There is another kind of empowerment – the kind I call ‘don’t care’ empowerment. Again, you are given responsibility for a project, only this time you receive no guidance whatsoever. You are given full authority but no direction; hence you spend a great deal of time floundering – wasting time trying to figure everything out for yourself. You only know there is a problem when you present your updates to your boss, who will revert to what I call ‘bring me a rock’ syndrome. You bring an update to your boss and he/she says it’s not right. You ask for guidance and receive none. You are just told to “bring me a rock.” So you attempt to bring the correct rock, and once again get, “no, that’s not the right one. Just bring me a rock.” “What rock do you want?” “I don’t know, but I will know it when I see it.” I see these types of leaders among those in the church who use scripture as a tool for punishment and exclusion – similar to the religious leaders of Jesus’ time who were constantly looking for ways to destroy Jesus’ radical teachings. They continued to criticize Jesus at every turn, because somewhere in their minds they had the idea of the perfect rock – the perfect Messiah. Jesus did not fit their expectations of the Messiah and so they continued to search for another ‘rock.’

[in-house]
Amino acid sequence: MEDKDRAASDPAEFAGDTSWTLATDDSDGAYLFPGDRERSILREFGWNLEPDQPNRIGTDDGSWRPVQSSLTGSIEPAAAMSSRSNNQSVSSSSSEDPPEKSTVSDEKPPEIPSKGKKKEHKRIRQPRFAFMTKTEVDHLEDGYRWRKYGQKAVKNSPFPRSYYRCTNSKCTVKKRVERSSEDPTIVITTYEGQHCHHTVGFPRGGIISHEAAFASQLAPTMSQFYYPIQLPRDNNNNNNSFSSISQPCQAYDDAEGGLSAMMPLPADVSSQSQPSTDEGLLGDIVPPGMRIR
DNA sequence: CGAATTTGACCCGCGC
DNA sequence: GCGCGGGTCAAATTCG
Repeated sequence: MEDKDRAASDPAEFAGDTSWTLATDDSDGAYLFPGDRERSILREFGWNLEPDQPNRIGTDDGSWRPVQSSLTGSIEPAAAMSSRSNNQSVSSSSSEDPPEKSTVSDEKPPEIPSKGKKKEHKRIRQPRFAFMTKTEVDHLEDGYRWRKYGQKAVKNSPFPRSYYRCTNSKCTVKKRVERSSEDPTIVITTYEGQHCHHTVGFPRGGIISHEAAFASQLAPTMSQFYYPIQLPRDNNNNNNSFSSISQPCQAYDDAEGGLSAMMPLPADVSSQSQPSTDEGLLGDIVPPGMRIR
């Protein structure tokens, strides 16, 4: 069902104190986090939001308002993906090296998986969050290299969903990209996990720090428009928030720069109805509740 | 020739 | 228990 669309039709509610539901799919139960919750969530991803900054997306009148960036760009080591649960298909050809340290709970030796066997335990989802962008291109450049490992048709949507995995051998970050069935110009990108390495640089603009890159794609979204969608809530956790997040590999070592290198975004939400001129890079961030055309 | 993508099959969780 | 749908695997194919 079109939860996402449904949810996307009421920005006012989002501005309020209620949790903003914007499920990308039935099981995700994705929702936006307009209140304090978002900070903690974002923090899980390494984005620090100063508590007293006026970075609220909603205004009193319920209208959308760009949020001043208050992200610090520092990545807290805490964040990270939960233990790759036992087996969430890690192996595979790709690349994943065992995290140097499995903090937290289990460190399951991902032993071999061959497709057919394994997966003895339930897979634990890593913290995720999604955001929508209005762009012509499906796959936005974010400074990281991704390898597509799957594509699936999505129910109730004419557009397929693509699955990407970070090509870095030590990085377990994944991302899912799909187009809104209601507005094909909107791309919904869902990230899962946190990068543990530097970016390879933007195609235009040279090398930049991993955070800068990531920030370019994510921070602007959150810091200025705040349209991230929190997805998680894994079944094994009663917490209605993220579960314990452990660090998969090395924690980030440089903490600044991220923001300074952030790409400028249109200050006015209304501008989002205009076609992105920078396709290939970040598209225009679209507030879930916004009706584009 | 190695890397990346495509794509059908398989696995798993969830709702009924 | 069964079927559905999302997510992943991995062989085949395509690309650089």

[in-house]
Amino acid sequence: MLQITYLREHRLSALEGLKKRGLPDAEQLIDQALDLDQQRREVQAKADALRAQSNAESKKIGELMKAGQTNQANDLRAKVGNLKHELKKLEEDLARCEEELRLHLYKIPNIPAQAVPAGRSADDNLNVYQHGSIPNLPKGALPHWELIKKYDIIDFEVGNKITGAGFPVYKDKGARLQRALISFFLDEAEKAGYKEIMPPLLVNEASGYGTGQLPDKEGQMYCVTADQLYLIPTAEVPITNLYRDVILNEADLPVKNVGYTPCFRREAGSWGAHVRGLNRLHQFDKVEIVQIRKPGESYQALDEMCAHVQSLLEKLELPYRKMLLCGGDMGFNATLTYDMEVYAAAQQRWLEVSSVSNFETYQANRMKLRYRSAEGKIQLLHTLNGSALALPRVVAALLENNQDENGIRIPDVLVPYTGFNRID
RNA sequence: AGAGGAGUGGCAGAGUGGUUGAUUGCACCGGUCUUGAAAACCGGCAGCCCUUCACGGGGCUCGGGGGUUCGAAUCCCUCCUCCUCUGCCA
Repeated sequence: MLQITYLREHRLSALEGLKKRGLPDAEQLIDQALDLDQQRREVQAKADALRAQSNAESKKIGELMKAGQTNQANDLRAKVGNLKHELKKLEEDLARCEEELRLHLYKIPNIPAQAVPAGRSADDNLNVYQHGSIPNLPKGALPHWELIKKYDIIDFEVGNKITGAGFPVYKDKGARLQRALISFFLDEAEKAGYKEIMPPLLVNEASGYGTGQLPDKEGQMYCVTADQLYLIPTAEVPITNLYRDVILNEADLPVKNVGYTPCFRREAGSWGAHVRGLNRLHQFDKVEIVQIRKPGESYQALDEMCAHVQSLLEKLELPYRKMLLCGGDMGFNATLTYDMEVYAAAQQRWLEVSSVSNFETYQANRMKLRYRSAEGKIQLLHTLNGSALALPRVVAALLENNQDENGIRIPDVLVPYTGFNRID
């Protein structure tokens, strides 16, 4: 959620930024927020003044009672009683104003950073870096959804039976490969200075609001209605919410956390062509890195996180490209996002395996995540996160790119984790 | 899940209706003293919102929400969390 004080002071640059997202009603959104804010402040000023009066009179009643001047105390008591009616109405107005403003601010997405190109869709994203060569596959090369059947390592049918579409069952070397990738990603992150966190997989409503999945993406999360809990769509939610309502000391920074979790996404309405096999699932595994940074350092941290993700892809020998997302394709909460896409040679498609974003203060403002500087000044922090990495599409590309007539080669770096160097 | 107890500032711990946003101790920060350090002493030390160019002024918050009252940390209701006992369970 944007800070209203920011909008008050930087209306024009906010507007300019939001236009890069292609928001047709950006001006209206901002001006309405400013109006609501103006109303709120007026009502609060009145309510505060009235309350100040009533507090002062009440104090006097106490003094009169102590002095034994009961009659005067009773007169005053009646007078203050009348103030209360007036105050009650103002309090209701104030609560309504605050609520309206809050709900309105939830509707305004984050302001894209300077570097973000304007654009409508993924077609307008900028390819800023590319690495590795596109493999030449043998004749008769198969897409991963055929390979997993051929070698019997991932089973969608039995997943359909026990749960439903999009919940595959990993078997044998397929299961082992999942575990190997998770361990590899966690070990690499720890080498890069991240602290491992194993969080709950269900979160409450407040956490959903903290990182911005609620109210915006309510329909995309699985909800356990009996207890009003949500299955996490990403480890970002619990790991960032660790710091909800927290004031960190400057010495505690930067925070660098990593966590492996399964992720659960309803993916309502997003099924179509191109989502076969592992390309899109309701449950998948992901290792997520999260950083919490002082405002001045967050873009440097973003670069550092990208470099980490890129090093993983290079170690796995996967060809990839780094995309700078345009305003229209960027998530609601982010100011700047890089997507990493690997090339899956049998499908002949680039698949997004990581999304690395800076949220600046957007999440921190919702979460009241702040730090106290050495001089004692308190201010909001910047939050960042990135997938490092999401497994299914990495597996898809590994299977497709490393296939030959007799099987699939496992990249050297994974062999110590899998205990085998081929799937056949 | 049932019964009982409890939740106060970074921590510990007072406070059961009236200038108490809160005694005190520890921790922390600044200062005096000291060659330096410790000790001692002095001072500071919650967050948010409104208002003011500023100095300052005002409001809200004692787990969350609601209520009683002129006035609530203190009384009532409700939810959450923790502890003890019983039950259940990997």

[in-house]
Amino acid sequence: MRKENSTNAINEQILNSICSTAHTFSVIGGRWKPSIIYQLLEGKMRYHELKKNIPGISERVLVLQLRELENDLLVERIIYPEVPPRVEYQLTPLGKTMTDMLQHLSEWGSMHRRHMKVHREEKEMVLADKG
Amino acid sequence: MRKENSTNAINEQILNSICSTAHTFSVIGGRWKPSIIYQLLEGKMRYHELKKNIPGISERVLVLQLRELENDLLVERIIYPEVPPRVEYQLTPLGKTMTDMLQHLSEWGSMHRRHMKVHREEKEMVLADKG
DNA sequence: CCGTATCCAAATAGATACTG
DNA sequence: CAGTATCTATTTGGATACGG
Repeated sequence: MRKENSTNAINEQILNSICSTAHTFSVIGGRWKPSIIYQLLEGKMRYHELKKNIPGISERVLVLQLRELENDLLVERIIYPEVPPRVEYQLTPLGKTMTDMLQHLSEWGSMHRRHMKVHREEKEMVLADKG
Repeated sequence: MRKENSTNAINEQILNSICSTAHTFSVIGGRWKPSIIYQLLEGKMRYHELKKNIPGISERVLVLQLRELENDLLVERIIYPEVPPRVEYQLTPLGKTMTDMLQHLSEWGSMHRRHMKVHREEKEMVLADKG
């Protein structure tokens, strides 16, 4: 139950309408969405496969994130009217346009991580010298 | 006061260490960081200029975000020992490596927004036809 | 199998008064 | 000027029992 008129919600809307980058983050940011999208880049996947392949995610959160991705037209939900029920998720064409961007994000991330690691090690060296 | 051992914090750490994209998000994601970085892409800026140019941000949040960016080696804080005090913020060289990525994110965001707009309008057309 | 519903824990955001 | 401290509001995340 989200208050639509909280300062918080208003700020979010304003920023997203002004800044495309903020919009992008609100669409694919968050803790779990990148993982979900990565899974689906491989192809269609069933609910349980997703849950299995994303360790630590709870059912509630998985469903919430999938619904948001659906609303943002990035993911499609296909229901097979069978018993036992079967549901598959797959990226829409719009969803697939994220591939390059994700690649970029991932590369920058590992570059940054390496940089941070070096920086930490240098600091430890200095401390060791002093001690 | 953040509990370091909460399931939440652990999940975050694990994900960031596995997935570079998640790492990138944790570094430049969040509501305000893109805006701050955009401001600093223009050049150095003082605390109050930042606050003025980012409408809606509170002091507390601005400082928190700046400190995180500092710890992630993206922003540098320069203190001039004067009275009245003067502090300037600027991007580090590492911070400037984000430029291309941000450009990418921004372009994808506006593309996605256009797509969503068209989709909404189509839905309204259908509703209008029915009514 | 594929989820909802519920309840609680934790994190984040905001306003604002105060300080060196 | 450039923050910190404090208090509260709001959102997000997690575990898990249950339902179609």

Somewhere in the middle is the empowerment of Jesus the risen Christ. Jesus provides us with guidance and direction. Through scripture, experience, tradition, and the use of reason we are able to discern God’s calling for us. We are not left to flounder, trying to guess our next steps. We are not micro-managed by God, yet we are encouraged when we make mistakes, wrapped in love and acceptance. We are empowered by Jesus Christ, the one who conquered death, who walks with us, not micro-managing or ignoring us, but directing and encouraging us every step of the way.